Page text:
“I like it here,” he said. “We can stay outside and everybody’s not so close to each other indoors. I’m not ready for the bars, not yet. For months getting out of the house has meant going for a walk or something else comparatively solitary, and this is a step toward normal interactions.”

“I think everybody’s ready to come out, because they’ve been a little stir crazy in their houses,” Stephanie agreed. “If they’re not comfortable and feeling safe, they’re not going to come.”

The patios and decks are being built as quickly as the city approves permits, including in some spaces where they seemed unlikely — like often-congested Highland Avenue. I asked a truck driver who delivers to local restaurants whether this was likely to make things more difficult, and he said, “If they narrow the streets much more, what are they going to serve? Whatever it is, they’re going to have to pick it up, because we won’t be able to get it to them.”

Logistical difficulties aside, these spaces are already popular and are a financial lifeline for restaurants, though they are currently intended to be temporary. If they are popular, the city may have to reconsider removing the current plan to remove them at the end of summer. One operator who asked not to be named said that there will be no reason to remove them in fall, because the need for street parking will decline, and local customers who enjoy outdoor spaces may go elsewhere if they are removed.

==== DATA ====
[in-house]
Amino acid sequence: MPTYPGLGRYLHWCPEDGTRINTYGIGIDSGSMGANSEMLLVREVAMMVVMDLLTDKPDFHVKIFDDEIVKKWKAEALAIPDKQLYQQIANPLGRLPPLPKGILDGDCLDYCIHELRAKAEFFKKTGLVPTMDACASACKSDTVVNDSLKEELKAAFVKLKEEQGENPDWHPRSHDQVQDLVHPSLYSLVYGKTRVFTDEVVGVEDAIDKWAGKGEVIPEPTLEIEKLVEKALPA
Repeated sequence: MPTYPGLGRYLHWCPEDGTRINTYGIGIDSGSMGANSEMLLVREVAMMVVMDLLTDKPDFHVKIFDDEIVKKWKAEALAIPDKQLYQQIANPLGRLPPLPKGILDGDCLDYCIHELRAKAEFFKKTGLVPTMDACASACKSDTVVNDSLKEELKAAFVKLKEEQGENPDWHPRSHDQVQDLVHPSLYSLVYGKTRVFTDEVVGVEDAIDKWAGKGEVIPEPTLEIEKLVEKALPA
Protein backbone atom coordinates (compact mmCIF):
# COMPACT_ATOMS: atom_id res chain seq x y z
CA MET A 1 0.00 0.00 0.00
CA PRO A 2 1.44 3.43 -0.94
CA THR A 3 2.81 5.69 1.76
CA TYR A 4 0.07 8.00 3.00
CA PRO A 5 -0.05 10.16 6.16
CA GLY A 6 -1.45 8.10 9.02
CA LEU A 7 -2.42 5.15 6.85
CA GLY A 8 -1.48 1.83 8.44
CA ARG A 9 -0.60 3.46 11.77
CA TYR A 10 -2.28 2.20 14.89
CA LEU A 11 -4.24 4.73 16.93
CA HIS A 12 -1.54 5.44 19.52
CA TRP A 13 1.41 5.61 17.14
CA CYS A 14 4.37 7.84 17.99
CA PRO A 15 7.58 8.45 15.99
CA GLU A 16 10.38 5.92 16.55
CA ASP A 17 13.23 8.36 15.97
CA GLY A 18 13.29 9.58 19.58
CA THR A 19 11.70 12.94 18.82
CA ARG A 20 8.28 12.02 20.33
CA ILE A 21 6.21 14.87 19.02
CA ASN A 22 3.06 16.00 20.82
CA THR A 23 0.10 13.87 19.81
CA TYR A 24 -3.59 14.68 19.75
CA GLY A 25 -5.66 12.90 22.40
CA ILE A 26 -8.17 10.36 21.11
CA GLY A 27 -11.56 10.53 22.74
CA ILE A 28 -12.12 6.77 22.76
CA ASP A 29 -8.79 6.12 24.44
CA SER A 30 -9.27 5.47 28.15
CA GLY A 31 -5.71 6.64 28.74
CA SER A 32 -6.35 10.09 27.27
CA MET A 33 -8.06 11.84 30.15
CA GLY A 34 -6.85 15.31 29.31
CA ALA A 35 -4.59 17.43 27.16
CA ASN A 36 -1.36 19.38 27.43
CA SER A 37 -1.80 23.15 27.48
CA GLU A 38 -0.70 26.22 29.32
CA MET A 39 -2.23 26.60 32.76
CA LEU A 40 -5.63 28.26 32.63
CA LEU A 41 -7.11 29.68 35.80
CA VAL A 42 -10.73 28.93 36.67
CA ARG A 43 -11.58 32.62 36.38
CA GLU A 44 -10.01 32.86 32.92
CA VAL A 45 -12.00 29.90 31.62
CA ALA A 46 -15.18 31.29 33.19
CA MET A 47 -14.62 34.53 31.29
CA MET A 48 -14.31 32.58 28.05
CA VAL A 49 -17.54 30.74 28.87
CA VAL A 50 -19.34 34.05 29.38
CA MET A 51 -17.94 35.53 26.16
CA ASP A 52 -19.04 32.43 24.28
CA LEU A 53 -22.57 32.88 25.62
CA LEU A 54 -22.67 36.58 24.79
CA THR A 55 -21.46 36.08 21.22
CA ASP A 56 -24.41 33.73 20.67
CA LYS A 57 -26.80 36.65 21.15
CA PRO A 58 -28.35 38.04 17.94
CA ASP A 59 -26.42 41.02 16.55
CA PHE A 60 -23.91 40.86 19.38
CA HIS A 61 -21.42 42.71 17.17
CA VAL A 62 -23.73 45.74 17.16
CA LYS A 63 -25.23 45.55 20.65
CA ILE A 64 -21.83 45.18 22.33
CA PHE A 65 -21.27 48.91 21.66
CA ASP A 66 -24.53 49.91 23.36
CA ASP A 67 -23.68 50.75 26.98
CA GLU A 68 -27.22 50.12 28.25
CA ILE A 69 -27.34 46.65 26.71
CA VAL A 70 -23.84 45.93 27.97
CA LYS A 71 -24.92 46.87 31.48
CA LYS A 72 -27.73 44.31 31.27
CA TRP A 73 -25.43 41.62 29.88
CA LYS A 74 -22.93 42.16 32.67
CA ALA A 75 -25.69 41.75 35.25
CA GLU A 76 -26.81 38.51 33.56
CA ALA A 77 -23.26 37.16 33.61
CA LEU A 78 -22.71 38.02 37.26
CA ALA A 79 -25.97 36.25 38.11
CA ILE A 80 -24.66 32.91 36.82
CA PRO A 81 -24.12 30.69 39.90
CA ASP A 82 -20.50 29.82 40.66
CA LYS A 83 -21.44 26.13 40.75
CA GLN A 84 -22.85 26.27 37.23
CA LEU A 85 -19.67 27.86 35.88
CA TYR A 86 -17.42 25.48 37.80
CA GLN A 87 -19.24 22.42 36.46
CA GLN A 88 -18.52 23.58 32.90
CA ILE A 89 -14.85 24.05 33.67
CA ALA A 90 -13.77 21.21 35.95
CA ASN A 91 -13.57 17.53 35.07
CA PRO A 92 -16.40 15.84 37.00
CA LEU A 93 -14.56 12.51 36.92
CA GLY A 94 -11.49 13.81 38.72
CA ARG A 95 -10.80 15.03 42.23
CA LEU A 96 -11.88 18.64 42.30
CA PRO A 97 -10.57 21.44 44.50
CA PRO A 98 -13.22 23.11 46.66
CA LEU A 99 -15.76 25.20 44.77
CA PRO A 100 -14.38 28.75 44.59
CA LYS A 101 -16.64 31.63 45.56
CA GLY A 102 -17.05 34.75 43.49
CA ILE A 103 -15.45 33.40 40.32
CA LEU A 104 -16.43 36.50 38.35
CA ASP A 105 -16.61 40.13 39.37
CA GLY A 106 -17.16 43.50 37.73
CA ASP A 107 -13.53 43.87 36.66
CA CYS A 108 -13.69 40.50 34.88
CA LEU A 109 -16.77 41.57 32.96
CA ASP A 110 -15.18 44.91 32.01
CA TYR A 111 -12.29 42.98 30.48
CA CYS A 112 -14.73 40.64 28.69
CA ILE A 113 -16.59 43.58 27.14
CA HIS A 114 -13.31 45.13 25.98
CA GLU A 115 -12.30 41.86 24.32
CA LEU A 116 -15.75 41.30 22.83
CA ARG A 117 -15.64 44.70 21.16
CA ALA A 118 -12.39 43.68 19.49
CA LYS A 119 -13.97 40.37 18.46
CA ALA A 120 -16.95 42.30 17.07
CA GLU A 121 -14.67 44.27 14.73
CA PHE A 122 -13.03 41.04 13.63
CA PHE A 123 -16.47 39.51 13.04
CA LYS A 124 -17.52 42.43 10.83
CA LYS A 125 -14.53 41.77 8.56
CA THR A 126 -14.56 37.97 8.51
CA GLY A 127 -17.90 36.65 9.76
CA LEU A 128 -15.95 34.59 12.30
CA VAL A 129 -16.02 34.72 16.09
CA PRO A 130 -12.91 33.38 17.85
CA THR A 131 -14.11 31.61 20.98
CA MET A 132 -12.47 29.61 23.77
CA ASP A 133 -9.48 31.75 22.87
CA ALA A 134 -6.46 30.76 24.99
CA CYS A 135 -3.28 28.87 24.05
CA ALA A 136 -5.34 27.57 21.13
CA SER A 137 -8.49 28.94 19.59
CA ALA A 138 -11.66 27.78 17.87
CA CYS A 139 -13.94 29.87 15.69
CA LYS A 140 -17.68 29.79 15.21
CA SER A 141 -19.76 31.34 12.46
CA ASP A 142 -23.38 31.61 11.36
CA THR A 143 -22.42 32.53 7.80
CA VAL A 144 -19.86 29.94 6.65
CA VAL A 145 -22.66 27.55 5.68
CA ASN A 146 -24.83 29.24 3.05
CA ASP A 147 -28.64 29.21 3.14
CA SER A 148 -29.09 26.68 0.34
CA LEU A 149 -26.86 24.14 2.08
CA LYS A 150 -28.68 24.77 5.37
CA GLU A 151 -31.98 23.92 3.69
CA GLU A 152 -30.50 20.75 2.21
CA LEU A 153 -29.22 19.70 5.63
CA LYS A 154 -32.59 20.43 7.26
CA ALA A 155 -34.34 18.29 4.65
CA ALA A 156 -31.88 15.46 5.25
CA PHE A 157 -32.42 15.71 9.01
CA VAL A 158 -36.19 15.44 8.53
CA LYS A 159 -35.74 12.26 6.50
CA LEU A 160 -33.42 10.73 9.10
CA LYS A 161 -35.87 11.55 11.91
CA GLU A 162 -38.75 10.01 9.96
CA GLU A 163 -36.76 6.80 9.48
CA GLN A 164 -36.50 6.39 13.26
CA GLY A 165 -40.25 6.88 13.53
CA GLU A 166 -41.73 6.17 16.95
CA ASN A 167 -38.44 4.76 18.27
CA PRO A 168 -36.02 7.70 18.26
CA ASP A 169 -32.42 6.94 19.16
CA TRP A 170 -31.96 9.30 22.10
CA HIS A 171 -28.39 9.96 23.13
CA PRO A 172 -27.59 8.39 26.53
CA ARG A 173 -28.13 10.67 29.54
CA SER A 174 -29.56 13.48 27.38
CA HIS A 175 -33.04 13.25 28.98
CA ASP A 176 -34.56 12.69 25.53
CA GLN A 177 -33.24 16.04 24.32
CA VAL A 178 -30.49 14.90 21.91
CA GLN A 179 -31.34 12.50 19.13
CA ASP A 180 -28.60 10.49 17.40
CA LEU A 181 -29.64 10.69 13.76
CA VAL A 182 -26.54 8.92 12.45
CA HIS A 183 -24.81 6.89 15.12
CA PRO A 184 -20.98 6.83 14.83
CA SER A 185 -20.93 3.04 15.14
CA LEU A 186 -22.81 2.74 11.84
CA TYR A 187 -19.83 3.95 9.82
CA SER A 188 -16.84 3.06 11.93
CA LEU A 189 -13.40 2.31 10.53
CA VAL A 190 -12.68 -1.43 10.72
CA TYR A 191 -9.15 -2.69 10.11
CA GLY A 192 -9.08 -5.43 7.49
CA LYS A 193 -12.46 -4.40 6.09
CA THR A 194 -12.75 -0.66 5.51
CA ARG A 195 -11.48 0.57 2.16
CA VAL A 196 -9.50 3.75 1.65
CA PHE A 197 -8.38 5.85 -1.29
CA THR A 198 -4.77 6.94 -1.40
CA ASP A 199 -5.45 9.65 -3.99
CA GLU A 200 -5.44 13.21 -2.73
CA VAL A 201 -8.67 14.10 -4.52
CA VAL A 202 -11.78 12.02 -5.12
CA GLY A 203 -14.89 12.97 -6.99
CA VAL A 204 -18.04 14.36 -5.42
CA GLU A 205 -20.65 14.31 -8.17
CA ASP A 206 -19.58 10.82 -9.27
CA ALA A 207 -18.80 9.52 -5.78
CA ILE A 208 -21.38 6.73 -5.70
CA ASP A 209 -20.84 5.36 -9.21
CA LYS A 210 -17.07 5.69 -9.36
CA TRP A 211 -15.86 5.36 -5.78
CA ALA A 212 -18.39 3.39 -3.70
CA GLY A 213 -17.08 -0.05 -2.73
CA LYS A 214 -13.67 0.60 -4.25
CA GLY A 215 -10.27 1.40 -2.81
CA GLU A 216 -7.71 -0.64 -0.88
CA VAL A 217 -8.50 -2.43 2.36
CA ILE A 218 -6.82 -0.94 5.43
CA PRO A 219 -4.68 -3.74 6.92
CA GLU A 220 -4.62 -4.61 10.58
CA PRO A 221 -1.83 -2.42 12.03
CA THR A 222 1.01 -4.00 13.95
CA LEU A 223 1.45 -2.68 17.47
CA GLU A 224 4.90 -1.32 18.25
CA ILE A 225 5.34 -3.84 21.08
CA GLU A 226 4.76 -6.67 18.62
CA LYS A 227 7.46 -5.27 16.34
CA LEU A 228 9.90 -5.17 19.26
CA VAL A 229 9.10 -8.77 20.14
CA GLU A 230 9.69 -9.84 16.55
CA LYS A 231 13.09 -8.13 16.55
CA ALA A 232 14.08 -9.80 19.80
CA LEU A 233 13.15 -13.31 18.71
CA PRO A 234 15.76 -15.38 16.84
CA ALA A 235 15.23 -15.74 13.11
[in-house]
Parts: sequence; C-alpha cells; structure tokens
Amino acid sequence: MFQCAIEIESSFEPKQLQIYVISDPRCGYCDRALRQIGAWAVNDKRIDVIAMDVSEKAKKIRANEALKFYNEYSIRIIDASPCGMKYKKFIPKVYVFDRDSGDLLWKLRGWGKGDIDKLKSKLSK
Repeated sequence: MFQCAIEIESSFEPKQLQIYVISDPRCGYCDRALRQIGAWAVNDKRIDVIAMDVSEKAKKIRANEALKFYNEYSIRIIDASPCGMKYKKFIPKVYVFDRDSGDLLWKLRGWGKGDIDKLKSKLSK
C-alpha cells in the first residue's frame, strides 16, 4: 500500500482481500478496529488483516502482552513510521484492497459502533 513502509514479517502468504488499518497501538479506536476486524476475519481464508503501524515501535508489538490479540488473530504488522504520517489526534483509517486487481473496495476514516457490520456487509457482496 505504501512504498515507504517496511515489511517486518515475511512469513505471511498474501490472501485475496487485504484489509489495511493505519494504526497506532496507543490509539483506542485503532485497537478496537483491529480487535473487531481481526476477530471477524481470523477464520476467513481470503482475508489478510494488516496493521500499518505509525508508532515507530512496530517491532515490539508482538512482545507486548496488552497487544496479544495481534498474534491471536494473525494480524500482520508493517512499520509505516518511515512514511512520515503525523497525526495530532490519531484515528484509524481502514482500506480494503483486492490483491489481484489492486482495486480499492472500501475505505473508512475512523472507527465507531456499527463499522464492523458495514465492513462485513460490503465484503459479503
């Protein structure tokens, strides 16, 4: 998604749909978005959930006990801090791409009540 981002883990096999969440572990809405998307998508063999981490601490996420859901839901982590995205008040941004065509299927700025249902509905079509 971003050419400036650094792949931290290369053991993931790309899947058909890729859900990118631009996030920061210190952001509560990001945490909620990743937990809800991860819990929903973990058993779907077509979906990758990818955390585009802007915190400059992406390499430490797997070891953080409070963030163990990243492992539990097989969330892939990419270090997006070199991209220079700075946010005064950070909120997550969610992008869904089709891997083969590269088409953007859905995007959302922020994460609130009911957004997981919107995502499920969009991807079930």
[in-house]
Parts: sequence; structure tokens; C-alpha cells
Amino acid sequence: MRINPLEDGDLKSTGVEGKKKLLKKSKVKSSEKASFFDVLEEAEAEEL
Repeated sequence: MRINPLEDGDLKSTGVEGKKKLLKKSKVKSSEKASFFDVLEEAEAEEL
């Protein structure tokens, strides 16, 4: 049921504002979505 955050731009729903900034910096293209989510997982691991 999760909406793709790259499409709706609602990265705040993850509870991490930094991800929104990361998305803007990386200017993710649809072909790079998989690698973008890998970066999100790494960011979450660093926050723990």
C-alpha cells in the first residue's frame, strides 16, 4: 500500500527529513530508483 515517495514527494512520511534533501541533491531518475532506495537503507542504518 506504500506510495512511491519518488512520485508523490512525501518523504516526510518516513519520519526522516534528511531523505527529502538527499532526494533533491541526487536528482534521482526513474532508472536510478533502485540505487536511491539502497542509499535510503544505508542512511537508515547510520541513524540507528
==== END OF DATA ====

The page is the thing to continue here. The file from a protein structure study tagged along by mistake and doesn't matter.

Tracy at MB Post said, “I think that [outdoor dining in street spaces] is here to stay, because by September it will be part of the community.” Asked about whether he thinks the outdoor spaces will remain in place, Patrick Kuh of The Arthur J diplomatically said, “That’s a question about politics, not about whether people would actually like it to continue. I know we’re very glad to have it, and it contributes a lot to the environment of Manhattan Beach.”

However that scenario plays out, there is likely to be little visible change at the only longtime restaurants in town that haven’t added outdoor dining. That’s because The Kettle and Uncle Bill’s already had it, and they can relax and keep serving under the sky while their competitors figure out how to make it work. For decades a part of the California lifestyle has been that love of the outdoors, and it’s an open question whether Manhattan Beach will embrace that as fully as our neighbors to the south. ER